• through the news media. This third party "endorsement" by the news media provides avital boost to the marketing communication message: credibility. Articles in the mediaare perceived as being more objective than advertisements, and their messages are morelikely to be absorbed and believed. For example, after the CBS newsmagazine 60Minutes reported in the early 1990s that drinking moderate amounts of red wine couldprevent heart attacks by lowering cholesterol, red wine sales in the United Statesincreased 50 percent. Another benefit publicity offers is that it is free, not consideringthe great amount of effort it can require to get out-bound publicity noticed and pickedup by media sources.Public relations role in the promotional mix is becoming more important because ofwhat Philip Kotler describes as an "over communicated society." Consumers develop"communication-avoidance routines" where they are likely to tune out commercialmessages. As advertising loses some of its cost-effectiveness, marketers are turning tonews coverage, events, and community programs to help disseminate their product andcompany messages. Some consumers may also base their purchase decisions on theimage of the company, for example, how environmentally responsible the company is.In this regard, public relations plays an important role in presenting, through newsreports, sponsorships, "advertorials" (a form of advertising that instead of selling aproduct or service promotes the companys views regarding current issues), and otherforms of communication, what the company stands for.DIRECT MARKETING AND DATABASE MARKETINGDIRECT MARKETING.Direct marketing, the oldest form of marketing, is the process of communicating directlywith target customers to encourage response by telephone, mail, electronic means, orpersonal visit. Users of direct marketing include retailers, wholesalers, manufacturers,and service providers, and they use a variety of methods including direct mail,telemarketing, direct-response advertising, online computer shopping services, cableshopping networks, and infomercials. Traditionally not viewed as an element in thepromotional mix, direct marketing represents one of the most profound changes inmarketing and promotion in the last 25 years. Aspects of direct marketing, which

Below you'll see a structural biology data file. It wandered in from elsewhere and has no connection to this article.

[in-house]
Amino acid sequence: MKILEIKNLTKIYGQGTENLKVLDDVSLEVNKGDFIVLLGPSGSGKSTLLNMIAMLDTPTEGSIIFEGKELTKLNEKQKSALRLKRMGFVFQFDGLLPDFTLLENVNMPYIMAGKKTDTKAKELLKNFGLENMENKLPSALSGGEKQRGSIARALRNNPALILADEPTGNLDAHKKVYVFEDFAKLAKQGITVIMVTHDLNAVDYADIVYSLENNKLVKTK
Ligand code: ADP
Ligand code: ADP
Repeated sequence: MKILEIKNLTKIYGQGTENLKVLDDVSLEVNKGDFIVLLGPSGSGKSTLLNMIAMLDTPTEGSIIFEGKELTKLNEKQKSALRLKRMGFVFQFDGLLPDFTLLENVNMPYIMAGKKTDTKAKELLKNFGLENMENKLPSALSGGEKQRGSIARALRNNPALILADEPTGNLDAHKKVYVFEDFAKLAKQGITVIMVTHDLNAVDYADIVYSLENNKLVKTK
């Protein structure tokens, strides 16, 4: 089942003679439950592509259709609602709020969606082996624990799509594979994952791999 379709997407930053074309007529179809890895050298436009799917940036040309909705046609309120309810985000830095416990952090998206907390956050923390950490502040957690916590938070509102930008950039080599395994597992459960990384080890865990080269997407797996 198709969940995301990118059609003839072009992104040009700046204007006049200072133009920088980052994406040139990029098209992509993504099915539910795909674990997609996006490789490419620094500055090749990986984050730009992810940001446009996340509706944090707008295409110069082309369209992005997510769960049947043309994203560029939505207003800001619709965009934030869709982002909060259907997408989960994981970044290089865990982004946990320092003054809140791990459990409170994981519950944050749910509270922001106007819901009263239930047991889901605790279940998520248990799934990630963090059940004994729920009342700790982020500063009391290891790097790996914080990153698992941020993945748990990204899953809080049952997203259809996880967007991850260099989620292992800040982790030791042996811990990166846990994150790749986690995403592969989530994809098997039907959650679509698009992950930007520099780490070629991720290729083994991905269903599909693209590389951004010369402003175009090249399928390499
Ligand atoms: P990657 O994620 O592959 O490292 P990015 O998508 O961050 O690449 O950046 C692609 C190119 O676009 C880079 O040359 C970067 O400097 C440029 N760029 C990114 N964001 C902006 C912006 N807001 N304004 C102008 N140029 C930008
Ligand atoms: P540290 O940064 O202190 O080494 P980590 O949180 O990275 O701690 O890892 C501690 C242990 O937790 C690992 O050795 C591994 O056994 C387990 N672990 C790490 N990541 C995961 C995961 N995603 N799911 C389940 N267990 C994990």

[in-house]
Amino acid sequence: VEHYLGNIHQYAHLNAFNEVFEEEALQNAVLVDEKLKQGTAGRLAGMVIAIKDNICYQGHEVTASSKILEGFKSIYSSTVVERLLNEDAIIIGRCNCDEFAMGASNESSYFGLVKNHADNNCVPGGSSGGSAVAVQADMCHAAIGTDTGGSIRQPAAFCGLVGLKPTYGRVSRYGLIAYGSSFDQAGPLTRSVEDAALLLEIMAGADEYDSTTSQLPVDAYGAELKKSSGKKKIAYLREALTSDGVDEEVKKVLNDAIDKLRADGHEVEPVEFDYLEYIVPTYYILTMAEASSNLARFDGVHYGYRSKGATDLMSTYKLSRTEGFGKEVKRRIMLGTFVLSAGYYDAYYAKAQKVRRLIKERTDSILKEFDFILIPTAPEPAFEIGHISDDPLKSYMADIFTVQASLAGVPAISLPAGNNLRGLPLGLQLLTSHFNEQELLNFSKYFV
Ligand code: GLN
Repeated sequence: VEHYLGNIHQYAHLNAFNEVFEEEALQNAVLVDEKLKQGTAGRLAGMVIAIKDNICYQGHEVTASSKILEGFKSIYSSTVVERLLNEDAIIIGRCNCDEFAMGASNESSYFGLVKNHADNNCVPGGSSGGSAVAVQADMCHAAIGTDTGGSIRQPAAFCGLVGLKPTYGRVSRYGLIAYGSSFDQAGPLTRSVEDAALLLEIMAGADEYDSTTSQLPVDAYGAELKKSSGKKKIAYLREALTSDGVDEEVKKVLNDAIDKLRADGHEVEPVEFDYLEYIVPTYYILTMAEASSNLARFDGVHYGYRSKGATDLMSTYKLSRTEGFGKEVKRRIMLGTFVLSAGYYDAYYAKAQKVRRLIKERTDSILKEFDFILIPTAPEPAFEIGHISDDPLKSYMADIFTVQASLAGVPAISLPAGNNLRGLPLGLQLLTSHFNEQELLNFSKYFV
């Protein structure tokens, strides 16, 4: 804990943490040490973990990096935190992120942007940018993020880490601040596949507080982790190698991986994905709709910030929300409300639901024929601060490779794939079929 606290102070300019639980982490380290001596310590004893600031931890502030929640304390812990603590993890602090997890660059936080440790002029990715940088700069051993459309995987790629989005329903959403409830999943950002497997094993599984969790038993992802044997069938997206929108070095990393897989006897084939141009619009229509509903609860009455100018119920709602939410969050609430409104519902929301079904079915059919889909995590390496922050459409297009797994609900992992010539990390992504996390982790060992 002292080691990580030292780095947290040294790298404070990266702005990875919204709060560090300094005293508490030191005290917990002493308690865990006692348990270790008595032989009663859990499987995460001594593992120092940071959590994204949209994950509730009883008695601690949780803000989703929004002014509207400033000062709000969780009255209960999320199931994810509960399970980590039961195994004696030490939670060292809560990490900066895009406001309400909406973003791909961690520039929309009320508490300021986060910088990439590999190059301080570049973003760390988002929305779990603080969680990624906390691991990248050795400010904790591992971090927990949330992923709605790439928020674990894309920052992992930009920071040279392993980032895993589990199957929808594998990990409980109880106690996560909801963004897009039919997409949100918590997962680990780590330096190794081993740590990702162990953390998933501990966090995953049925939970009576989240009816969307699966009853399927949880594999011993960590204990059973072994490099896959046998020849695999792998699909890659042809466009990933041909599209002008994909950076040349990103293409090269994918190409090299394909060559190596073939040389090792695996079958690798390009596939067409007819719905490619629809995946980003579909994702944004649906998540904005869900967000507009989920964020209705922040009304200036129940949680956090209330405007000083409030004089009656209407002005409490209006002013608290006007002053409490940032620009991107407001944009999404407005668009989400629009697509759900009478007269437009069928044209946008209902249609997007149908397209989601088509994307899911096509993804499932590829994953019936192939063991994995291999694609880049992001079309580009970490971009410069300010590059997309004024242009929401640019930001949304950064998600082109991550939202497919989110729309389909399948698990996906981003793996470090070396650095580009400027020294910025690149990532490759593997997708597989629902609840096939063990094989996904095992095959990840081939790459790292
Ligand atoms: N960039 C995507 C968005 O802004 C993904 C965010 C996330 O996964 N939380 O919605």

• includes direct response advertising and direct mail advertising as well as the variousresearch and support activities necessary for their implementation, have been adoptedby virtually all companies engaged in marketing products, services, ideas, or persons.Direct marketing has become an important part of many marketing communicationprograms for three reasons. First, the number of two-income households has increaseddramatically. About six in every ten women in the United States work outside the home.This has reduced the amount of time families have for shopping trips. Secondly, moreshoppers than ever before rely on credit cards for payment of goods and services. Thesecashless transactions make products easier and faster to purchase. Finally, technologicaladvances in telecommunications and computers allow consumers to make purchasesfrom their homes via telephone, television, or computer with ease and safety. Thesethree factors have dramatically altered the purchasing habits of American consumersand made direct marketing a growing field worldwide.Direct marketing allows a company to target more precisely a segment of customers andprospects with a sales message tailored to their specific needs and characteristics.Unlike advertising and public relations, whose connections to actual sales are tenuous ornebulous at best, direct marketing offers accountability by providing tangible results.The economics of direct marketing have also improved over the years as moreinformation is gathered about customers and prospects. By identifying those consumersthey can serve more effectively and profitably, companies may be more efficient in theirmarketing efforts. Whereas network television in the past offered opportunities to reachhuge groups of consumers at a low cost per thousand, direct marketing can reachindividual consumers and develop a relationship with each of them.Research indicates that brands with strong brand equity are more successful in directmarketing efforts than little-known brands. Direct marketing, then, works best whenother marketing communication such as traditional media advertising supports thedirect marketing effort.Direct marketing has its drawbacks also. Just as consumers built resistance to thepersuasive nature of advertising, so have they with direct marketing efforts. Direct